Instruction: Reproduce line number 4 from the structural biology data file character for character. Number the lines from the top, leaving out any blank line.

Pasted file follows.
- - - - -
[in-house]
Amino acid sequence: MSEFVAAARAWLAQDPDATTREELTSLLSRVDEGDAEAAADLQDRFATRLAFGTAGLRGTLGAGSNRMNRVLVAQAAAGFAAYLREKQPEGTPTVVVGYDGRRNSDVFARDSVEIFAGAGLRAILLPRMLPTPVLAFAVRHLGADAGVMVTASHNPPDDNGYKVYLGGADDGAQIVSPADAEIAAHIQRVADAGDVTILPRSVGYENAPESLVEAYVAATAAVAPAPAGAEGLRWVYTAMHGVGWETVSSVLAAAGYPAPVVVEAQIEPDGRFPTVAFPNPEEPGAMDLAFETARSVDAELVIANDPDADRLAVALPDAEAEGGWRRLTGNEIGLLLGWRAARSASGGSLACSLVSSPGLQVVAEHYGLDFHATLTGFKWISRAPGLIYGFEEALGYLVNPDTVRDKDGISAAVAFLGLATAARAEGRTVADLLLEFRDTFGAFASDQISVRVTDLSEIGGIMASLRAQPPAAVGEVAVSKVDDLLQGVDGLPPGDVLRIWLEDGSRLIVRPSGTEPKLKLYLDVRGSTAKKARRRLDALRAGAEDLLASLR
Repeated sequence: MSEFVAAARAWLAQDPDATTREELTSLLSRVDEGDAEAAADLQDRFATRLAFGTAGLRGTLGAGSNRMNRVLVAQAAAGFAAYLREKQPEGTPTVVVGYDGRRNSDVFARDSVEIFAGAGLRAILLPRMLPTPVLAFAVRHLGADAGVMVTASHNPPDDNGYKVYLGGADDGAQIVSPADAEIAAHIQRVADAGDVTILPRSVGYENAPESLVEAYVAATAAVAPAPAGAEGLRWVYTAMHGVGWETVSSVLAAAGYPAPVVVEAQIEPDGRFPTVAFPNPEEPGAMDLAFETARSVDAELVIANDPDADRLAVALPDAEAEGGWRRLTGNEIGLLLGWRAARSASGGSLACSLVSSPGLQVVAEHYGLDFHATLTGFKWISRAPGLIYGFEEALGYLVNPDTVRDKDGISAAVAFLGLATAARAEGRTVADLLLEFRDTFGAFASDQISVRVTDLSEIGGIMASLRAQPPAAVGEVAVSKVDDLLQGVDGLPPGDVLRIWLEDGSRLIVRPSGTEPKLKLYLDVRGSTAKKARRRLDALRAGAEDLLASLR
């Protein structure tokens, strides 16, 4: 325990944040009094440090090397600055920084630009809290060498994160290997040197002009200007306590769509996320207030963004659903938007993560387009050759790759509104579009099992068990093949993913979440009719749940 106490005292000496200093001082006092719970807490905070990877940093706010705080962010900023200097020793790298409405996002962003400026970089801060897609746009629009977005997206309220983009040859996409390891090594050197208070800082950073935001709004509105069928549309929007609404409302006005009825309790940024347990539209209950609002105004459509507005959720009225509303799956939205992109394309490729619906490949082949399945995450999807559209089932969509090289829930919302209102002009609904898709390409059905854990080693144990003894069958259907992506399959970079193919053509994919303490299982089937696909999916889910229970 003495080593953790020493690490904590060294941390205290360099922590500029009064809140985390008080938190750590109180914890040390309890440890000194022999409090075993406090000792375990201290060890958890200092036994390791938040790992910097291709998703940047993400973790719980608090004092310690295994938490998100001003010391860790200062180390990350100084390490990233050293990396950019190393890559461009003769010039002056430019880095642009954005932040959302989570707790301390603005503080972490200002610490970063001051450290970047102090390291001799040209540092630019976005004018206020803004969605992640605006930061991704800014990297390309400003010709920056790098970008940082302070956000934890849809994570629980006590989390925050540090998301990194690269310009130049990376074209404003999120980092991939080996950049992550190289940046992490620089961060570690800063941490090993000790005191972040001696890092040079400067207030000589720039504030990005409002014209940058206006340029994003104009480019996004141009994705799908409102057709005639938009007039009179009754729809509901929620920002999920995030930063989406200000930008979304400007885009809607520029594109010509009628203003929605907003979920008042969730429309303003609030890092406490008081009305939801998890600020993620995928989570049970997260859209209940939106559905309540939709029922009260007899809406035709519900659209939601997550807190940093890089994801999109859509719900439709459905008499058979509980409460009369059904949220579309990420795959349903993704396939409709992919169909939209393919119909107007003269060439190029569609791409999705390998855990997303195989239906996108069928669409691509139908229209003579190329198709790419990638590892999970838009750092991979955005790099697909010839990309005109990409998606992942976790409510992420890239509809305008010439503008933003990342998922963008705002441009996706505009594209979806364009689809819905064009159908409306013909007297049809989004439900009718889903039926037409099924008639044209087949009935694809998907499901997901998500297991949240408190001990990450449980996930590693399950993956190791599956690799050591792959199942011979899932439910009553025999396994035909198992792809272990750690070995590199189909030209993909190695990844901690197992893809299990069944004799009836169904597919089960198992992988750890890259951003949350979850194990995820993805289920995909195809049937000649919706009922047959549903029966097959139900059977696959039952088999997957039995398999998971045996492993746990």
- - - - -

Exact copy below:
């Protein structure tokens, strides 16, 4: 325990944040009094440090090397600055920084630009809290060498994160290997040197002009200007306590769509996320207030963004659903938007993560387009050759790759509104579009099992068990093949993913979440009719749940 106490005292000496200093001082006092719970807490905070990877940093706010705080962010900023200097020793790298409405996002962003400026970089801060897609746009629009977005997206309220983009040859996409390891090594050197208070800082950073935001709004509105069928549309929007609404409302006005009825309790940024347990539209209950609002105004459509507005959720009225509303799956939205992109394309490729619906490949082949399945995450999807559209089932969509090289829930919302209102002009609904898709390409059905854990080693144990003894069958259907992506399959970079193919053509994919303490299982089937696909999916889910229970 003495080593953790020493690490904590060294941390205290360099922590500029009064809140985390008080938190750590109180914890040390309890440890000194022999409090075993406090000792375990201290060890958890200092036994390791938040790992910097291709998703940047993400973790719980608090004092310690295994938490998100001003010391860790200062180390990350100084390490990233050293990396950019190393890559461009003769010039002056430019880095642009954005932040959302989570707790301390603005503080972490200002610490970063001051450290970047102090390291001799040209540092630019976005004018206020803004969605992640605006930061991704800014990297390309400003010709920056790098970008940082302070956000934890849809994570629980006590989390925050540090998301990194690269310009130049990376074209404003999120980092991939080996950049992550190289940046992490620089961060570690800063941490090993000790005191972040001696890092040079400067207030000589720039504030990005409002014209940058206006340029994003104009480019996004141009994705799908409102057709005639938009007039009179009754729809509901929620920002999920995030930063989406200000930008979304400007885009809607520029594109010509009628203003929605907003979920008042969730429309303003609030890092406490008081009305939801998890600020993620995928989570049970997260859209209940939106559905309540939709029922009260007899809406035709519900659209939601997550807190940093890089994801999109859509719900439709459905008499058979509980409460009369059904949220579309990420795959349903993704396939409709992919169909939209393919119909107007003269060439190029569609791409999705390998855990997303195989239906996108069928669409691509139908229209003579190329198709790419990638590892999970838009750092991979955005790099697909010839990309005109990409998606992942976790409510992420890239509809305008010439503008933003990342998922963008705002441009996706505009594209979806364009689809819905064009159908409306013909007297049809989004439900009718889903039926037409099924008639044209087949009935694809998907499901997901998500297991949240408190001990990450449980996930590693399950993956190791599956690799050591792959199942011979899932439910009553025999396994035909198992792809272990750690070995590199189909030209993909190695990844901690197992893809299990069944004799009836169904597919089960198992992988750890890259951003949350979850194990995820993805289920995909195809049937000649919706009922047959549903029966097959139900059977696959039952088999997957039995398999998971045996492993746990």